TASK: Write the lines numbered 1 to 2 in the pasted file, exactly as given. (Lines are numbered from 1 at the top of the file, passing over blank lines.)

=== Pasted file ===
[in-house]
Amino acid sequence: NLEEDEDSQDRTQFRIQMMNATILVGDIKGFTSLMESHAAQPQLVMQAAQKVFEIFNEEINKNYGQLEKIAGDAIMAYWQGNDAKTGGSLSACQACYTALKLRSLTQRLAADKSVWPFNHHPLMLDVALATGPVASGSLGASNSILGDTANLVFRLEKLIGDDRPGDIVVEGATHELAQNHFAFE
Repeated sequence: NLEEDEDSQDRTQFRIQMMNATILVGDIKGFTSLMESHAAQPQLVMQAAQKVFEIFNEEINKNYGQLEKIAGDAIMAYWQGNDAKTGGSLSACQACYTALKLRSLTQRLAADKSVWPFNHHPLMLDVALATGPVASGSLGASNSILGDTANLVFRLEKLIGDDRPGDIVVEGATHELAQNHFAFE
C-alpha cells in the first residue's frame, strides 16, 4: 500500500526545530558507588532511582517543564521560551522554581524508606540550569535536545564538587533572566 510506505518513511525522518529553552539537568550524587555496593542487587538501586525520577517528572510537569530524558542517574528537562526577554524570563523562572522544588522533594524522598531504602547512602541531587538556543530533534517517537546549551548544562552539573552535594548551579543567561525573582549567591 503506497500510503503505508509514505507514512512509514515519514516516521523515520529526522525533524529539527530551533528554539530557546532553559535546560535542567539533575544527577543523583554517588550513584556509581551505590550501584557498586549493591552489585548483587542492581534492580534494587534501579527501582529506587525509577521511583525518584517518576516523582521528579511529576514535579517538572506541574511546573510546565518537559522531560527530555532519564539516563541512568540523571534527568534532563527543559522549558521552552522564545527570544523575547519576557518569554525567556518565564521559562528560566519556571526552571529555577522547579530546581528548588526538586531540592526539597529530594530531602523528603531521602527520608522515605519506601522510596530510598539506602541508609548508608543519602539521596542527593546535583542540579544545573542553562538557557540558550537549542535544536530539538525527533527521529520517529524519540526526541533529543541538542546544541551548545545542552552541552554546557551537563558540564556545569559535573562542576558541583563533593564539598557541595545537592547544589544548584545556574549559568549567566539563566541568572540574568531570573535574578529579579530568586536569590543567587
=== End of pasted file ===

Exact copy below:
[in-house]
Amino acid sequence: NLEEDEDSQDRTQFRIQMMNATILVGDIKGFTSLMESHAAQPQLVMQAAQKVFEIFNEEINKNYGQLEKIAGDAIMAYWQGNDAKTGGSLSACQACYTALKLRSLTQRLAADKSVWPFNHHPLMLDVALATGPVASGSLGASNSILGDTANLVFRLEKLIGDDRPGDIVVEGATHELAQNHFAFE